Tucker: Quantum we felt was sort of a missing element in many of the cloud stacks out there today that focus on compute and cloud storage. We really felt a complete cloud platform would have compute, networking and storage services. It seems obvious in hindsight, but bringing in a network service does a couple of important things. First of all, networking is undergoing a big transition in the marketplace as we're seeing things such as OpenFlow and software defined networking come into play. By essentially refactoring compute so that networking is now a service, that will make it a lot easier to accommodate a lot of the changes happening in networking. This is an area that we think will undergo some rapid changes in the coming years and Quantum allows us to create network capabilities as applications, such as multi-tier networking, while allowing us to insulate that from different vendors and the underlying infrastructure.
Is there a connection between OpenFlow and OpenStack?
Tucker: Sure, absolutely. Some of the implementations that we're seeing are OpenFlow controllers being used as a plugin to Quantum. You can think of Quantum as a hardware abstraction layer model where you can plug in different technologies. Some of those, for example, are the variety of OpenFlow controllers coming out. This allows you to use OpenFlow technology in OpenStack. Cisco has a plugin, Nicira has a plugin and several others are coming out.
In the past year we've seen the open source cloud landscape develop in some interesting ways with projects such as Apache CloudStack, which is backed by Citrix, and Eucalyptus gaining prominence. One point of differentiation those two projects seem to make is around interoperability with Amazon Web Services APIs. Do you think there should be more focus on integrating OpenStack with Amazon?
Tucker: This is an active discussion in the technical committees, but we have interoperability with Amazon EC2 (elastic compute cloud) APIs. The real question going forward is as we go further in cloud computing there are some critical innovations that I think need to happen. We would like to maintain that compatibility and interoperability with Amazon by in large, but we also find that we need to have an outlet with which to innovate. So we're actively pursuing this sort of dual strategy where we have this OpenStack API and we also have a compatibility layer that allows people to migrate workloads and make their systems interoperable with Amazon.
One somewhat controversial topic around the nascent OpenStack board has been the recent vote bringing VMware into the foundation. Some have said that OpenStack is viewed as an alternative to VMware they're worried that with the company being part of the project it will muddy the market perception around OpenStack as an alternative to VMware. Are you worried about that at all?
Clark: I'm not worried about that at all. I know there have been other people involved in the project longer and they may feel differently, but experience shows that as a project has momentum and is gaining momentum, people will join in and participate. Their reason for doing so will vary because their business plans vary, but they do contribute. A prime example of this is with Linux. Microsoft stood up for years and lambasted Linux, but go look at the amount of contributions that Microsoft made to Linux last year, they were in the top 10 in contributors to Linux. So will VMware compete? Yes. Will they contribute? Yes. That's just part of the ecosystem.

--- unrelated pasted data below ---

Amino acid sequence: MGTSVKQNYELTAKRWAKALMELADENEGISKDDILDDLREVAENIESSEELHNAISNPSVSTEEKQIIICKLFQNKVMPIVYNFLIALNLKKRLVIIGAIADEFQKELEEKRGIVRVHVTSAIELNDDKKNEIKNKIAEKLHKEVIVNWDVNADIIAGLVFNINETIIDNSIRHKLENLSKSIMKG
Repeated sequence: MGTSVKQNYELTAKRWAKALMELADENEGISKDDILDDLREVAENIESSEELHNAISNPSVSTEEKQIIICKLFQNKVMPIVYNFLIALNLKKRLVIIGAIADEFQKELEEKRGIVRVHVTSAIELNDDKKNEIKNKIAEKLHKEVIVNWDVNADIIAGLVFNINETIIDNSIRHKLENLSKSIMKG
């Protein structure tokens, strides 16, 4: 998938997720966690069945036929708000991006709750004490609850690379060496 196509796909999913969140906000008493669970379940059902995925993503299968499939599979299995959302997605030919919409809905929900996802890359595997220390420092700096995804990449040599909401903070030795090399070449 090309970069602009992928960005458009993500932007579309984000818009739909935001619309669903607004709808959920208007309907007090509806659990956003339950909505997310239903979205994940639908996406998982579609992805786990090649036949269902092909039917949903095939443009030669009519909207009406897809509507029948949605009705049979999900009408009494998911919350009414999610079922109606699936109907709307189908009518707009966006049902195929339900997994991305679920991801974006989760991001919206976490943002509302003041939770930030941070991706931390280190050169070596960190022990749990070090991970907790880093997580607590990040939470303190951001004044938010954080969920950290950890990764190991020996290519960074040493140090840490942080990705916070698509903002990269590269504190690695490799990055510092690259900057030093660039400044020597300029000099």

And both can be done?
Clark: Yeah, we're all competitors one way or another. But while we compete we also collaborate and find common ground. It's already happened and it will happen even more with VMware being involved. They'll compete on different layers, they'll contribute on common layers and the result is the customers and the community will benefit from that.
Some have said OpenStack is the Linux of the cloud. Is that fair, is that the end game goal?
Clark: The momentum of the project is huge and it's clearly pulling everyone in, so I see a lot of similarities in that regard to Linux and I think this very much will become a standard for cloud computing in the open source world. The end game is a long ways off; we're still very early in this process.
Overall, how would you assess where the project is so far? Over the past two years it's built up an ecosystem, but still only a handful of service providers and users have launched major OpenStack-powered clouds, with Rackspace and HP being the notable examples. Do you wish this had been developing faster? Are you happy with the progress to date?
Clark: I'm extremely happy, I mean if you think about what's happened in the last two years, we're now on the sixth release of the software this month, and those releases have been on time. The community has been growing by leaps and bounds. You can look at a specific area about how many hosting services are using it, but you can also look at the ecosystem. All the major Linux distributors are on board and releasing their own versions, so to me that looks like pretty good progress.
Tucker: I'm very pleased as well. Of course as an engineering manager, I always want it to go further, go faster. We have a lot of work yet to do in front of us making it easier to use, easier to install. And I think as we start to see more of the distributions come out, that's a lot of what they'll be doing - making it easier for customers to consume. And I think that will also be able to bring it into a lot of new areas. I think there will be as many deployments of OpenStack used outside of the public cloud space as there will be implementations used to host storage services or other media services. There's no faster development and deployment platform right now than the cloud. A lot of the newly developed applications today, as Amazon is showing, are being done in the cloud. With mobile services coming out and being a big play, I think they'll find a real home on OpenStack.
Clark: I completely agree and the only thing I'd add is the fastest and best way to get there is through open source development.
Network World staff writer Brandon Butler covers cloud computing and social collaboration. He can be reached at BButler@nww.com and found on Twitter at @BButlerNWW.